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Extension of the enzyme linked immuno sorbent assay method to the measurement of the specific radioactivity of viruses in crude cellular extracts


, : Extension of the enzyme linked immuno sorbent assay method to the measurement of the specific radioactivity of viruses in crude cellular extracts. Journal of Virological Methods 6(6): 347-356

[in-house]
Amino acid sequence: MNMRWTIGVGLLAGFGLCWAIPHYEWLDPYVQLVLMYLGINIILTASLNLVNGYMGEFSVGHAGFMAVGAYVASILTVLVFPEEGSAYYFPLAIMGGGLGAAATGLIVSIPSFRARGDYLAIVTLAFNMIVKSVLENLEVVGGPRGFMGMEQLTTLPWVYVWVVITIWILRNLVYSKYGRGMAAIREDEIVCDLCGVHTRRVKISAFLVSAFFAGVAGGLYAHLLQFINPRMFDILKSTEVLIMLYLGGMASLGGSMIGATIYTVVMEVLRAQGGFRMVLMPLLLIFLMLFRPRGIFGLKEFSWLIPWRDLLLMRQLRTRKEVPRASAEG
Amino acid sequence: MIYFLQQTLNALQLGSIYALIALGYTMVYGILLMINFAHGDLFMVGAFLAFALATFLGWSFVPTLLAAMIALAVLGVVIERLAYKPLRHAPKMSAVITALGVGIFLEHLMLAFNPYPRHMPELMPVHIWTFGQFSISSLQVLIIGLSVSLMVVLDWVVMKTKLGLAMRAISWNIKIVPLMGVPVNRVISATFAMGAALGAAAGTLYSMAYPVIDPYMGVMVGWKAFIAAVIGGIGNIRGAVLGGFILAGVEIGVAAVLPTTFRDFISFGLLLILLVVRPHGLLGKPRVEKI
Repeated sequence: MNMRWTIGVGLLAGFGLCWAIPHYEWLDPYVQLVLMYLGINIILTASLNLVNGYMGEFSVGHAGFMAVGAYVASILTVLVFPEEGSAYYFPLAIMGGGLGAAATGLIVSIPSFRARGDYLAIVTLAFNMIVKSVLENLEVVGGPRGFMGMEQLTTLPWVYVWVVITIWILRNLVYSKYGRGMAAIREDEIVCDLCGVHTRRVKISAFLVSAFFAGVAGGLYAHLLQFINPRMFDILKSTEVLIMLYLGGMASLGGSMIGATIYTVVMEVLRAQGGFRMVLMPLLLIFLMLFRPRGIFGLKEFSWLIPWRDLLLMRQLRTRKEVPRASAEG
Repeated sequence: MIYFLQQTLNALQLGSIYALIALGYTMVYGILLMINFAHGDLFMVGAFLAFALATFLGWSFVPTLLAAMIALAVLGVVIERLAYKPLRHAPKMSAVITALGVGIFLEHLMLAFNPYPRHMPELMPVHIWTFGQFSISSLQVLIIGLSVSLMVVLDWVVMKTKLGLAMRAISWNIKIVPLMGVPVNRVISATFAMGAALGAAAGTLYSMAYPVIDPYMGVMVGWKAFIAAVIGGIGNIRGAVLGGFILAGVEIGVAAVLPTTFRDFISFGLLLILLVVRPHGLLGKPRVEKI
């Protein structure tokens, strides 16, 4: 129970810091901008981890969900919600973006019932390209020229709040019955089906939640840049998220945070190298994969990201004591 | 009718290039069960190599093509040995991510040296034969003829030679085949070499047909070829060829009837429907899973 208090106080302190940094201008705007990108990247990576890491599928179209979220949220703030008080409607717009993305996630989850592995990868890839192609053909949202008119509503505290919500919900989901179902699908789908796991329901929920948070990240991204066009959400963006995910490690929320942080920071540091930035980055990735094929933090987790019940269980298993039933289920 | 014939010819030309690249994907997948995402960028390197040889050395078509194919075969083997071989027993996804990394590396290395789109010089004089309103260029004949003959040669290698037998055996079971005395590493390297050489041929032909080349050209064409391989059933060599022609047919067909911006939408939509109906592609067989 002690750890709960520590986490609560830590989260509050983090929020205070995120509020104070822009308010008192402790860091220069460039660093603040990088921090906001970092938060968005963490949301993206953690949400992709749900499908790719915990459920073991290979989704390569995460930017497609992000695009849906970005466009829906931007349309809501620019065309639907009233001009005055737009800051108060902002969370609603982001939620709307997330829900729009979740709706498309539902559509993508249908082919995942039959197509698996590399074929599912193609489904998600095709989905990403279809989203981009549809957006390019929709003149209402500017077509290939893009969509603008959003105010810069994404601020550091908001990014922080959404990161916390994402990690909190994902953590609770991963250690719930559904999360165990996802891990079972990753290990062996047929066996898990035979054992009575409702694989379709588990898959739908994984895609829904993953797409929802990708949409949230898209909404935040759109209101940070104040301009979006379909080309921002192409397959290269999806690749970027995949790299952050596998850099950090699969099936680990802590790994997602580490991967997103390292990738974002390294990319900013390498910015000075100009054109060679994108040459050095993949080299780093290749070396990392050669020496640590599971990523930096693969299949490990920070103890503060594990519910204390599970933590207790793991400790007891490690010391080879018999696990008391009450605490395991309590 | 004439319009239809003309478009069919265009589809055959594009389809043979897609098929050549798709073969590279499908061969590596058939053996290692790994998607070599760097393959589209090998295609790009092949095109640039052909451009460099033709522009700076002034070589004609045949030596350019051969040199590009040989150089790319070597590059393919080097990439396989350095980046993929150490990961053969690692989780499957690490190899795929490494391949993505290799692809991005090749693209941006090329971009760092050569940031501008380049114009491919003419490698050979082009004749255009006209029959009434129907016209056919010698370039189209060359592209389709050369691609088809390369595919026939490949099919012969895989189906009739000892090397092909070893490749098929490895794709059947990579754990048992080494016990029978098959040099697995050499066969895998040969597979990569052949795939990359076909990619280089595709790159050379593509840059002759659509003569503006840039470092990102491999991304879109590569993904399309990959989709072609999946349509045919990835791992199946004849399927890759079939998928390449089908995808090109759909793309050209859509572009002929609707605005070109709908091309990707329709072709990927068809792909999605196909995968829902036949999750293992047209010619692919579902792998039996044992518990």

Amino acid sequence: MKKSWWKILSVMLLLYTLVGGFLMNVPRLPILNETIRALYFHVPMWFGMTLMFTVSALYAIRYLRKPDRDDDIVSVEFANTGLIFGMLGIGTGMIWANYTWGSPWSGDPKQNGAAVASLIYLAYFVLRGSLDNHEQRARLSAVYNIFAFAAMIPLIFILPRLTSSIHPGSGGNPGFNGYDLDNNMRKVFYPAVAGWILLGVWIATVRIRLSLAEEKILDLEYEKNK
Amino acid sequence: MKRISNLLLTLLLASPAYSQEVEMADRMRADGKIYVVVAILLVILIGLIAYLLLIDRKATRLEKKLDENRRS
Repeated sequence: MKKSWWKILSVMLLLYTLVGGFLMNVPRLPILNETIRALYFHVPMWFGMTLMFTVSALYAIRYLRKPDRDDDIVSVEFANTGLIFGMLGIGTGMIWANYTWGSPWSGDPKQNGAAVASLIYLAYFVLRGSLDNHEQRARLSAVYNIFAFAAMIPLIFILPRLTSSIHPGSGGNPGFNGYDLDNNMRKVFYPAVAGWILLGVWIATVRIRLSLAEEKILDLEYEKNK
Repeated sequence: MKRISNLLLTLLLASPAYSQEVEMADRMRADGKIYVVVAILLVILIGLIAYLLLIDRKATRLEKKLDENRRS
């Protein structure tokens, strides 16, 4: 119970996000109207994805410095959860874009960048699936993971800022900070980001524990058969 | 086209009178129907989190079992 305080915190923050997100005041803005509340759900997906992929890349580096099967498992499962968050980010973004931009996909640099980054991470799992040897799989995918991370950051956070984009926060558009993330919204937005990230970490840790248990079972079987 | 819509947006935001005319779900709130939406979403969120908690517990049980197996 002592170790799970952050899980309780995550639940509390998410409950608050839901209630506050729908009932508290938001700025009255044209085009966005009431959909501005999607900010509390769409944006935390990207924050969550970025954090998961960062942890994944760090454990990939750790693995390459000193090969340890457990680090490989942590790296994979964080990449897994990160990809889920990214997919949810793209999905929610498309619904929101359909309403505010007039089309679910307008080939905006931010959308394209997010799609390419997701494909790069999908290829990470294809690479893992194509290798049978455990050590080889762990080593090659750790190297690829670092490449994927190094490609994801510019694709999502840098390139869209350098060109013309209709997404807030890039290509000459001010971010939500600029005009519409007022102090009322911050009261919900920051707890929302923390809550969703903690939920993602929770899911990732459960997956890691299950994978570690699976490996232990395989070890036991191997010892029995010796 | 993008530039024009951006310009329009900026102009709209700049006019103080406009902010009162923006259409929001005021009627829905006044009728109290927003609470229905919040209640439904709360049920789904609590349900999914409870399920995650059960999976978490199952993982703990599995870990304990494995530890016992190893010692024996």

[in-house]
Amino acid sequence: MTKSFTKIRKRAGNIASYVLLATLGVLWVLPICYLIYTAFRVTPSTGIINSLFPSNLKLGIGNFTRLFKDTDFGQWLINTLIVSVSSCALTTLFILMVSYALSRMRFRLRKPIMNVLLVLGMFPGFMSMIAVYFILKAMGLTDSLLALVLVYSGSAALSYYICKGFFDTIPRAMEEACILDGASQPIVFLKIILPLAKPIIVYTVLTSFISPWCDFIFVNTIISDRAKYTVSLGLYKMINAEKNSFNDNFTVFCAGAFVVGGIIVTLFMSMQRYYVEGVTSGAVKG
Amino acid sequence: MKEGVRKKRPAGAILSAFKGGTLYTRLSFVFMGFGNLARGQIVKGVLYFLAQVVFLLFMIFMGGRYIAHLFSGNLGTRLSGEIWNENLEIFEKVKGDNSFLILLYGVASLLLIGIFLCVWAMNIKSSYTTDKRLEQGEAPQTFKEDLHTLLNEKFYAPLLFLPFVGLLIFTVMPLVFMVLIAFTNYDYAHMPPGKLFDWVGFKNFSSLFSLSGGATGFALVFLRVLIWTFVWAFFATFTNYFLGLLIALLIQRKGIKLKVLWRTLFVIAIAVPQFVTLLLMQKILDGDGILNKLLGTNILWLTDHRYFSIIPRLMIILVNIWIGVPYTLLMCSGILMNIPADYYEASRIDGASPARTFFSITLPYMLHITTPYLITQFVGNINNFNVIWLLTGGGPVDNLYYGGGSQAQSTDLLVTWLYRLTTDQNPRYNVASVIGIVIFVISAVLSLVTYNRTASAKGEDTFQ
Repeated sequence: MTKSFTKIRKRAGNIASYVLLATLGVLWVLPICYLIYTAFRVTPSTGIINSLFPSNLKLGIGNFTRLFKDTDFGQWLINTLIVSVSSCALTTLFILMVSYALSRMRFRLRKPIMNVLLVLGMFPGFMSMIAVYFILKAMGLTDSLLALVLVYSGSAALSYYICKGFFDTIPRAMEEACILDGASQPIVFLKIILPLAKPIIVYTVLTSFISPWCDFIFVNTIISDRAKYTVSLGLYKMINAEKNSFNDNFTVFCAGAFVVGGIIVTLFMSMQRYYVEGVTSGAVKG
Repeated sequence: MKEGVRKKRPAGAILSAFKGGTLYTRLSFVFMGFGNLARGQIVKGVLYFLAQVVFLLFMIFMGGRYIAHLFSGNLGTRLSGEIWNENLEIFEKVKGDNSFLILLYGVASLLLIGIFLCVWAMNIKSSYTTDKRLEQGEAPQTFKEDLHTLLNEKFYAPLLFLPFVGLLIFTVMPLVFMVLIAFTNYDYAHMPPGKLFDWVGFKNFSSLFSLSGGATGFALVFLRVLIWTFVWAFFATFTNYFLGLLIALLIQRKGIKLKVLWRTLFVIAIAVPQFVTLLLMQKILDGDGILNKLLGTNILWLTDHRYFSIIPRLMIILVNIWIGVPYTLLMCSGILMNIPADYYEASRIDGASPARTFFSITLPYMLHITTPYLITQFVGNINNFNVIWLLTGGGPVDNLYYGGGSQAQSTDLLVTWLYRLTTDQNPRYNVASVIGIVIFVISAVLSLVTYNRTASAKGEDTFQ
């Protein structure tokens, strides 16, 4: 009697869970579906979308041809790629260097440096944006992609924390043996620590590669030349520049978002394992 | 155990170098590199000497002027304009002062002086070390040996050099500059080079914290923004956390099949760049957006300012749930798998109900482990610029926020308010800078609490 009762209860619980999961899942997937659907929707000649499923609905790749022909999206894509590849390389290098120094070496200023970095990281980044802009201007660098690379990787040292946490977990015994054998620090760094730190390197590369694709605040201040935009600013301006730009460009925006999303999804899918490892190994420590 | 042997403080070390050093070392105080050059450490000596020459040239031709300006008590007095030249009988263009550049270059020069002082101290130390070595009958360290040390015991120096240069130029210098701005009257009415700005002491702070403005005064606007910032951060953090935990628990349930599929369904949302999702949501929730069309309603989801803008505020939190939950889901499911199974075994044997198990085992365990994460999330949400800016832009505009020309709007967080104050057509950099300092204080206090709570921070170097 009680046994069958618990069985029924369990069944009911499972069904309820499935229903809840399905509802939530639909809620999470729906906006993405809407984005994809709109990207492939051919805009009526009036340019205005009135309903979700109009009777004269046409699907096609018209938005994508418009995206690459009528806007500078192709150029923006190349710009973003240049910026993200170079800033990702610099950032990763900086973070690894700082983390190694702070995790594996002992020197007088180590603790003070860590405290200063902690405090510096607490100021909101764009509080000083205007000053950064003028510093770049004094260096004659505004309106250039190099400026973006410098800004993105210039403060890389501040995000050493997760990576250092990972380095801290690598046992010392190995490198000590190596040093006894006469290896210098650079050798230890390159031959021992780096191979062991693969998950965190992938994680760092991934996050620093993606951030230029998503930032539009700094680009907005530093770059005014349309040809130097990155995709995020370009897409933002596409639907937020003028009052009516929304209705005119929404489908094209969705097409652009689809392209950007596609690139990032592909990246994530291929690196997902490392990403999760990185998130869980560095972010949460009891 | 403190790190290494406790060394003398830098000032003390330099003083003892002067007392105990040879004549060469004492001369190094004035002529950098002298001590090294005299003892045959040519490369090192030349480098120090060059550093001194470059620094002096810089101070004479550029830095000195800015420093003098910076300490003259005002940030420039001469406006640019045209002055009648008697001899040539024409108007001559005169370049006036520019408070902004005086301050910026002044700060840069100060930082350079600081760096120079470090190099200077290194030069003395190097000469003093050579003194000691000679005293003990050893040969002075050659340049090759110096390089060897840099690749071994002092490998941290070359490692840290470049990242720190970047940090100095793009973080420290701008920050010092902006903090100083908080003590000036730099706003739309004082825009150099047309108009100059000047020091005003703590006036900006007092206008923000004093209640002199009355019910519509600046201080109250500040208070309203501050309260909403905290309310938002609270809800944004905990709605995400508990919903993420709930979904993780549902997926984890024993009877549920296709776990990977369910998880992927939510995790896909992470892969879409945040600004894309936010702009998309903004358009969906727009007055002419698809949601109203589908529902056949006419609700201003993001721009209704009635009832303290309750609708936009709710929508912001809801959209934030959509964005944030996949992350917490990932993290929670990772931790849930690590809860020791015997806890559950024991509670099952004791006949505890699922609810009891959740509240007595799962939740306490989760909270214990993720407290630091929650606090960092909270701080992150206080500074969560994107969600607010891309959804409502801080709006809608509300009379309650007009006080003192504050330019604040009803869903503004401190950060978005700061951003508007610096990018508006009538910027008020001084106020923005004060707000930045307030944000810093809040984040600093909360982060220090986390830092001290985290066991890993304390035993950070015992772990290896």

The double-antibody sandwich method of enzyme-linked immunosorbent assay, which allows accurate quantitative determination of plant viruses, was extended to a radiochemical procedure which permits direct measurement of the specific radioactivity of virus labeled in vivo and present in very crude plant homogenates. Evidence is presented showing that 20-50% of the virus introduced in the polystyrene wells during the antigen incubation step could be trapped in the sandwich. The percentage of the virus bound increased with the concentration of the coating antibody and was almost proportional to the concentration of the antigen and to the incubation time of the antigens. Complete dissociation of the double-antibody sandwich was achieved by incubation with 0.2 M KOH or NaOH (pH 13.3), and the label carried by the virus was measured by scintillation counting of the solubilization fluid. The ratio infected/healthy was much higher for the radiochemical procedure than for the immunosorbent assay itself since binding of the virus to the coating antibody was not accompanied by any nonspecific trapping of radioactive contaminants in the double-antibody sandwich. The procedure was highly sensitive since the background corresponded to the scintillation counting background. The detection of label carried by tobacco mosaic virus was possible when the tobacco samples contained at least 5 ng of virus carrying a label as low as 40 dpm 3H or 20 dpm 14C.

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